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Acta Paediatr. 2010 Nov;99(11):1630-4. doi: 10.1111/j.1651-2227.2009.01597.x.

Randomized controlled trial of early skin-to-skin contact: effects on the mother and the newborn.

Author information

1
Pediatrics, Hospital Madrid-Torrelodones, Madrid, Spain. pedmgma@gmail.com

Abstract

OBJECTIVE:

To estimate the influence of skin-to-skin care on the thermal regulation of the infant and the rate of breastfeeding at different points of time. We also aim to establish whether skin-to-skin contact reduces maternal pain during episiotomy repair and decreases the time to expel the placenta.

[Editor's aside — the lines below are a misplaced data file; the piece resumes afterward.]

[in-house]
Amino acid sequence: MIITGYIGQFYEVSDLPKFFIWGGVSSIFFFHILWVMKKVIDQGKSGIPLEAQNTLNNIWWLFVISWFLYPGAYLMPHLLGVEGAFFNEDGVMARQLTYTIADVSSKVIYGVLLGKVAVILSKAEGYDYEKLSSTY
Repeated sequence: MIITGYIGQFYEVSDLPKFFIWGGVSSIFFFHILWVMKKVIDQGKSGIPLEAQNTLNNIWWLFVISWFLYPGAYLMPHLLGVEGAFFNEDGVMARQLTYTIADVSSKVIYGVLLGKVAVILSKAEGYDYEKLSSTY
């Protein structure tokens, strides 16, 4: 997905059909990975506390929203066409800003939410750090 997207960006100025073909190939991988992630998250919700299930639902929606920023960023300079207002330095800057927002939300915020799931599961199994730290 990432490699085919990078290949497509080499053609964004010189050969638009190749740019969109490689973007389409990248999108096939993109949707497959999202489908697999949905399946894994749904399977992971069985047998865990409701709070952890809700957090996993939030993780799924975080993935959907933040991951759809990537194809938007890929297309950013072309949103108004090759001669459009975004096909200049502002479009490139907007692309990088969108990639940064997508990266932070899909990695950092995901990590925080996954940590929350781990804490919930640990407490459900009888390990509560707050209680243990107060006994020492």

METHODS:

A randomized control study was performed with 137 patients in each branch of the study. Differences between the study groups were analysed with the unpaired t-test, Fisher test or chi-square test as appropriate.

RESULTS:

Greater thermal stability in the skin-to-skin care group was found where an average temperature rise of 0.07°C was observed. Mothers in the skin-to-skin care group exclusively breastfed more frequently at discharge. Mean time to expel the placenta was lesser in the skin-to-skin care group.

CONCLUSION:

This study shows that skin-to-skin care implies better thermal regulation and a better proportion of exclusive breastfeeding at hospital discharge.

[Indexed for MEDLINE]

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